Using video capture to investigate the causes of falls in long-term care

Ryan Woolrych*, Aleksandra Zecevic, Andrew Sixsmith, Joanie Sims-Gould, Fabio Feldman, Habib Chaudhury, Bobbi Symes, Stephen N. Robinovitch

*Corresponding author for this work

Research output: Contribution to journalArticlepeer-review

17 Citations (Scopus)


Purpose: Falls and their associated injuries represent a significant cost and care burden in long-term care (LTC) settings. The evidence base for how and why falls occur in LTC, and for the design of effective interventions, is weakened by the absence of objective data collected on falls. Design and Methods: In this article, we reflect on the potential utility of video footage in fall investigations. In particular, we report on findings from a Canadian Institute for Health Research-funded research project entitled "Technology for Injury Prevention in Seniors," detailing 4 distinct methodological approaches where video footage of real-life falls was used to assist in identifying the circumstances and contributory factors of fall events in LTC: questionnaire-driven observational group analysis; videostimulated recall interviews and focus groups; video observations of the resident 24 hr before the fall; and video incorporated within a comprehensive systemic falls investigative method. Results and Implications: We describe various ways in which video footage offers potential for both care providers and researchers to help understand the cause and prevention of falls in LTC. We also discuss the limitations of using video in fall investigations, including the logistical, practical, and ethical concerns arising from such an approach.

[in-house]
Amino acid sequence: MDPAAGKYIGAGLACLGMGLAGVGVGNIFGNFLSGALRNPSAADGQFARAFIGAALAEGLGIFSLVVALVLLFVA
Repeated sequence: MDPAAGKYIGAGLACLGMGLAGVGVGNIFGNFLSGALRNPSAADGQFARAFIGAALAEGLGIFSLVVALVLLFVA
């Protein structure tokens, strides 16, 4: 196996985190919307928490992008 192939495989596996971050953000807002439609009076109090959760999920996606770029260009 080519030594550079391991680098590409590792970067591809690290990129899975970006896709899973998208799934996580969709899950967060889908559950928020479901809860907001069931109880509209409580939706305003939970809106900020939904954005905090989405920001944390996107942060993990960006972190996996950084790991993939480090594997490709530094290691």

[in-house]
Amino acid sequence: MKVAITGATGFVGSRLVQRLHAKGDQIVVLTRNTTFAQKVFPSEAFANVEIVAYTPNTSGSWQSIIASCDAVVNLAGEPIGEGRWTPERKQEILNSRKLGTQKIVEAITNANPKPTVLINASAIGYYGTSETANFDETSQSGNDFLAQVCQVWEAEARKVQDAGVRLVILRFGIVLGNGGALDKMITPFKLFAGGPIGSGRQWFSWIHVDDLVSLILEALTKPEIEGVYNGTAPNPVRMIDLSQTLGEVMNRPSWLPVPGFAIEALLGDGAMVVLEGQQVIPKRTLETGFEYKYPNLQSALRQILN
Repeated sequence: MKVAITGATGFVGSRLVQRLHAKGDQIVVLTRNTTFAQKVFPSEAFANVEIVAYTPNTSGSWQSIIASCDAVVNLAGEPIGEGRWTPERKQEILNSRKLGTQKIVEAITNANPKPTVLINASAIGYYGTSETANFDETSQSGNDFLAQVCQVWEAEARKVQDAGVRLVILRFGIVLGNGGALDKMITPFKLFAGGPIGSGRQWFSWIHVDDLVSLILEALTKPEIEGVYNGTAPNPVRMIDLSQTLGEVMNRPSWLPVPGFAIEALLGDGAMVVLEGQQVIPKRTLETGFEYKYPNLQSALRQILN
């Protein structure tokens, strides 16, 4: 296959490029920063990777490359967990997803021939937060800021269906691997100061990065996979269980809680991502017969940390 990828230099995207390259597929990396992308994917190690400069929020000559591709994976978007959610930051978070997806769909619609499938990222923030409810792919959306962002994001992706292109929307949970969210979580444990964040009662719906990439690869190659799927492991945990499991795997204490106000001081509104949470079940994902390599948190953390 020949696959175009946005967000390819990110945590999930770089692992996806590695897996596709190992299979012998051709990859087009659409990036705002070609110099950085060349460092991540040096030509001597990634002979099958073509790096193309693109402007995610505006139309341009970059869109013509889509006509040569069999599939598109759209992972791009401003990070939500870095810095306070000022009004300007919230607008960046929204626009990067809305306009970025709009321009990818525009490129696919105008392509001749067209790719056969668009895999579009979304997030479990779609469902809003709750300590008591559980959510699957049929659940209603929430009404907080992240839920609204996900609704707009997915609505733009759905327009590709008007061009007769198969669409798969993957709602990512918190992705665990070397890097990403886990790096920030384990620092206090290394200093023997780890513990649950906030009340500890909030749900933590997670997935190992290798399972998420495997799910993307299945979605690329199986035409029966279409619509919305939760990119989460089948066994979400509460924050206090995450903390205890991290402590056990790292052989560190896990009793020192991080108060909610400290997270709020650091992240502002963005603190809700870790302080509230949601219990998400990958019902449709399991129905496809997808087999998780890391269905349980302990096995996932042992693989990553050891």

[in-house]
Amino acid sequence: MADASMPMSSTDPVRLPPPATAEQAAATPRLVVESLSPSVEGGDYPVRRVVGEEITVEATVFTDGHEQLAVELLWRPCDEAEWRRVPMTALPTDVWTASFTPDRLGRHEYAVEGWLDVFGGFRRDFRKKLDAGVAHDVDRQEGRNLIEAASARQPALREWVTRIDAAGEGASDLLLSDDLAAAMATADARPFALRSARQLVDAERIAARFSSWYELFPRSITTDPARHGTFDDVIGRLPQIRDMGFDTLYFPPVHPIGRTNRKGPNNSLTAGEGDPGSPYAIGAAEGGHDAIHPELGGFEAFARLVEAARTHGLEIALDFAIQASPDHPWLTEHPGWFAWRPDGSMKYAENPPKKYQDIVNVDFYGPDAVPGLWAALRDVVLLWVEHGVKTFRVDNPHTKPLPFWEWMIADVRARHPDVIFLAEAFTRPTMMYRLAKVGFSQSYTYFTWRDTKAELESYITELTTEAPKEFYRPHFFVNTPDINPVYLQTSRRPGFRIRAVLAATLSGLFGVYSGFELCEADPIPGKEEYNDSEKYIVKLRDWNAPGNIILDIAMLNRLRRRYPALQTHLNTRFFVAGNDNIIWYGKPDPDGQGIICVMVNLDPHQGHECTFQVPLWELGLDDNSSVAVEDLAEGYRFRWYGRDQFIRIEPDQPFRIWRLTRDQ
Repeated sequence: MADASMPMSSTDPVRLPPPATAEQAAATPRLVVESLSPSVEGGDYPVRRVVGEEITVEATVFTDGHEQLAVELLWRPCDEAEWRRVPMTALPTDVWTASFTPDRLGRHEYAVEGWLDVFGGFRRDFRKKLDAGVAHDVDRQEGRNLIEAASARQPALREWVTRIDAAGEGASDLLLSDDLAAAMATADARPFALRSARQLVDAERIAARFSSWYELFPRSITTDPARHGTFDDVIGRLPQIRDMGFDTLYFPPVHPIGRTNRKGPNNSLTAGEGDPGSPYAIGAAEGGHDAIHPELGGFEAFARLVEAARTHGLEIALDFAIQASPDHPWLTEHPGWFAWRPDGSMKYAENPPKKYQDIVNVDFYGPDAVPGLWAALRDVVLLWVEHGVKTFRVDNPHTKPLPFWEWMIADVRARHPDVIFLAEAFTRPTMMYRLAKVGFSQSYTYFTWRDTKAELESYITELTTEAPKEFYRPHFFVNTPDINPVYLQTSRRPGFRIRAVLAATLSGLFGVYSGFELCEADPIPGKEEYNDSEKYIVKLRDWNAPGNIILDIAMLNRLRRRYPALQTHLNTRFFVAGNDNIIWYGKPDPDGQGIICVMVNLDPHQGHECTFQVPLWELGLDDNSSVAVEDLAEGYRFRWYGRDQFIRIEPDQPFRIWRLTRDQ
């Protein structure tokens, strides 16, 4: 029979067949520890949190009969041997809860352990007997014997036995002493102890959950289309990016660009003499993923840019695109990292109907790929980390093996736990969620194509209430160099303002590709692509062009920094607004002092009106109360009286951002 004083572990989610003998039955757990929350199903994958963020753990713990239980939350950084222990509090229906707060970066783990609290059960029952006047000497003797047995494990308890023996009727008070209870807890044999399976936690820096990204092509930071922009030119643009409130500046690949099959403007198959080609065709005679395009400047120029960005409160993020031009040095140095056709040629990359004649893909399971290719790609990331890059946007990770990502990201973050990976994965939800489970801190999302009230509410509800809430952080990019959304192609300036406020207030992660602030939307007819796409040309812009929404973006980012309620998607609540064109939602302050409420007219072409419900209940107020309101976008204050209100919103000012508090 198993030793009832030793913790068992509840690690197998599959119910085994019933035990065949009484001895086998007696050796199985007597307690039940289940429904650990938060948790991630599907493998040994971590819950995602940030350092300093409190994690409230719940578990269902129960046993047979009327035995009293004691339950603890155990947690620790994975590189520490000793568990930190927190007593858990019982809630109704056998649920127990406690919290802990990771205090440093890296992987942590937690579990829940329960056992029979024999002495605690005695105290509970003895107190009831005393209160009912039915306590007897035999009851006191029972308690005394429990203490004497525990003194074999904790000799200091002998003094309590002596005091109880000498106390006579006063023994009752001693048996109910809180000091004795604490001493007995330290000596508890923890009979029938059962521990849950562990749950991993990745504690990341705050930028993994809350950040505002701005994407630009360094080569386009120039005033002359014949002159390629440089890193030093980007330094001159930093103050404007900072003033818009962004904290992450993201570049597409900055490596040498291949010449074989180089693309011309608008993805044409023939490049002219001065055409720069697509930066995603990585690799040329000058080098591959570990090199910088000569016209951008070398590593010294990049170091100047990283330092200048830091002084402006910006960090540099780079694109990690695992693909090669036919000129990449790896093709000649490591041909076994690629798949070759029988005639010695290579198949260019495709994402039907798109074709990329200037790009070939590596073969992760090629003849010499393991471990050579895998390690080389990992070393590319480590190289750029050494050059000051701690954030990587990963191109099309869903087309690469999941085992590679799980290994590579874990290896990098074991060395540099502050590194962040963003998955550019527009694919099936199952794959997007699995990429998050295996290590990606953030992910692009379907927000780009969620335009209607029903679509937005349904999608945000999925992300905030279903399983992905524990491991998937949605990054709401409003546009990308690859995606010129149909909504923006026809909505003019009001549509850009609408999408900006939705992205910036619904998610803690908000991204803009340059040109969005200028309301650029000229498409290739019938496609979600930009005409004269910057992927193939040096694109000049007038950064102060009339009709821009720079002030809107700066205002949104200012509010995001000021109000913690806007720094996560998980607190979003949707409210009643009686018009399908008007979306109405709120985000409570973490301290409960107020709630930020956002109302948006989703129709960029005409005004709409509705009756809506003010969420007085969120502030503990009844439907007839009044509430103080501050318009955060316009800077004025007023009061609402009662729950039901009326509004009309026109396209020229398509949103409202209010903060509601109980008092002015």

Original languageEnglish
Pages (from-to)483-494
Number of pages12
Issue number3
Early online date5 Jul 2014
Publication statusPublished - 2015


  • Falls
  • Long-term care
  • Video

ASJC Scopus subject areas

  • Geriatrics and Gerontology
  • Gerontology


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